CUSP Conference organisers recently posted a two part video of Alan Berger’s presentation at the 2009 CUSP Conference on Landscape Waste. An interesting look at landscapes waste resulting from industrial processes.
Alan Berger is Associate Professor of Urban Design and Landscape Architecture at Massachusetts Institute of Technology where he teaches courses in the department of urban studies and planning. He founded and directsP-REX, The Project for Reclamation Excellence (www.theprex.net), a multi-disciplinary research effort at MIT focusing on the design and reuse of deindustrialized landscapes worldwide.
Recently found this video of Michael Van Valkenburgh giving a background to MVVA and their initial approach to the North Grant Park at a community meeting. It is always interesting to see landscape architects presenting their company. The video does have a few edits and is not complete presentation but still worth a watch and will interesting to look back at in 10-20 years.
The White House launched the Office of Urban Affairs website including a blog and Innovations and Ideas page where US citizens can submit ideas and best practices. This is a follow up to the Urban Tour which included 9 city centers and the Inter-Agency working group on urban policy.
The OUA blog states that the launch of the website is to
This effort is an important addition to our ongoing conversation on the Future of America’s Cities and Metropolitan Areas. We have already met with many urban stakeholders, elected officials, and academics; and we’ve been around the country visiting places that are on the cutting edge of urban innovation. But today we are establishing a more direct relationship with you – the American people. You are the ones that are innovating every single day – you are the innovators. You tackle government bureaucracy with creativity and leadership; you overcome a slow economy with public-private partnerships; and you turn distressed neighborhoods around with determination, hope and, above all, hard work.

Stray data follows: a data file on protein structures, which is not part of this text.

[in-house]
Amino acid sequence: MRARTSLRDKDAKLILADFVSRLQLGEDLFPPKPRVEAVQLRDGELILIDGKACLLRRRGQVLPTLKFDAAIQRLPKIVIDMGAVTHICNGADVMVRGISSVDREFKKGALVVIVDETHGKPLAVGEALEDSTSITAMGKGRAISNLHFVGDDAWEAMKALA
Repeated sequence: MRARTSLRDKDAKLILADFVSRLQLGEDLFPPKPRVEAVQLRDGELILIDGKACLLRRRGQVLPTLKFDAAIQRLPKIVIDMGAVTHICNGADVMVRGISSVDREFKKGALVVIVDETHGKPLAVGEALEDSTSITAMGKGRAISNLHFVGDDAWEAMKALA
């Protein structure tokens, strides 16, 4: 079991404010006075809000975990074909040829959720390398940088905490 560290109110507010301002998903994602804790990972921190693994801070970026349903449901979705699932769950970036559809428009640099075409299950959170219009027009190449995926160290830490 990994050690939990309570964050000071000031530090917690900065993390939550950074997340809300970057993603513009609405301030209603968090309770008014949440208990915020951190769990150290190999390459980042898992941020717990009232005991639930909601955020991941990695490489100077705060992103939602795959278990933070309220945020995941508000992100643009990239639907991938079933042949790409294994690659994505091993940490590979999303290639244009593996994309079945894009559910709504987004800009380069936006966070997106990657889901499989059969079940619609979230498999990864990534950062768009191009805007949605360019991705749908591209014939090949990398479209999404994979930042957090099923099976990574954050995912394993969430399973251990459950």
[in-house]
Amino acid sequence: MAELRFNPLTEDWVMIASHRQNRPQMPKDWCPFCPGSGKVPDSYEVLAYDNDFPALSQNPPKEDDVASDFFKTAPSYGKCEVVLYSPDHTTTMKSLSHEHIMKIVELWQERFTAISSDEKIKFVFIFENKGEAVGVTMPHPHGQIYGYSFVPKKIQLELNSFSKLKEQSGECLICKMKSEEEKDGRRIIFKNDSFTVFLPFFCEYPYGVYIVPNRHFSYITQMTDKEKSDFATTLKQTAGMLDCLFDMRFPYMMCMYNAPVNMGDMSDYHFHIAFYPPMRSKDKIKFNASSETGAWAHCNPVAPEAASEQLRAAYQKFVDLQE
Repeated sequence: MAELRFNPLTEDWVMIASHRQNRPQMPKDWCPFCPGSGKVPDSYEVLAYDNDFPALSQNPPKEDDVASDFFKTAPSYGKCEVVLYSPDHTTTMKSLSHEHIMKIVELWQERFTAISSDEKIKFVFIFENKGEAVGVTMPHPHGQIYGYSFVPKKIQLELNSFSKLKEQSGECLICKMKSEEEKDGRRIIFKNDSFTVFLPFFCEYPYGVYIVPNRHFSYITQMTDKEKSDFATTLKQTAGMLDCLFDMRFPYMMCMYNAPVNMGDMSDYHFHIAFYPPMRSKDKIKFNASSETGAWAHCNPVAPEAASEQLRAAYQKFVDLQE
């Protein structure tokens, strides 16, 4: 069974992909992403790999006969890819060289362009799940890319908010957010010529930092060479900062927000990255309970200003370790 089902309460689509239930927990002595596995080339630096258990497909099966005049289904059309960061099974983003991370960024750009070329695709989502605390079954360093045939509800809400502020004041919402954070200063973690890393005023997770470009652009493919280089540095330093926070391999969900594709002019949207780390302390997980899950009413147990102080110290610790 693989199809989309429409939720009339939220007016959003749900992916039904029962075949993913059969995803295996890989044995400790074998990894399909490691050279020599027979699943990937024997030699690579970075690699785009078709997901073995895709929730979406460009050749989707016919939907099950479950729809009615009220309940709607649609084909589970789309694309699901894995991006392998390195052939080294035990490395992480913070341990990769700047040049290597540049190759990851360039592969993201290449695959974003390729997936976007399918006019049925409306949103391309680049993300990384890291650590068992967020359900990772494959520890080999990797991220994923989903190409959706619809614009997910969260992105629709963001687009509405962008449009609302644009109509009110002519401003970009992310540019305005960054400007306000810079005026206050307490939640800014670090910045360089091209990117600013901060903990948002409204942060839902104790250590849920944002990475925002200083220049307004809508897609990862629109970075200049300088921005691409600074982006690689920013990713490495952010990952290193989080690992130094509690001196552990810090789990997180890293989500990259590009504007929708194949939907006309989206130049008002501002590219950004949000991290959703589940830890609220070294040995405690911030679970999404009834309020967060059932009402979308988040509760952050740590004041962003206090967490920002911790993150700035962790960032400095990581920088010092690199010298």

The President knows that government doesn’t have all the answers. He knows that the best solutions come from you in places like Auburn Gresham in Chicago, South Lake Union in Seattle, and the small city of Flagstaff, Arizona – just to name a few. We know there are many more out there and we want you to share them with us.
Billing the effort as light on study and heavy on action, environmental leaders say they’re seeking to heal the Great Lakes ecosystem from “150 years of abuse” and to ensure that “fish are safe to eat; the water is safe to drink; the beaches and waters are safe for swimming, surfing, boating and recreating; native species and habitats are protected and thriving; no community suffers disproportionately from the impacts of pollution; and the Great Lakes are a healthy place for people and wildlife to live.”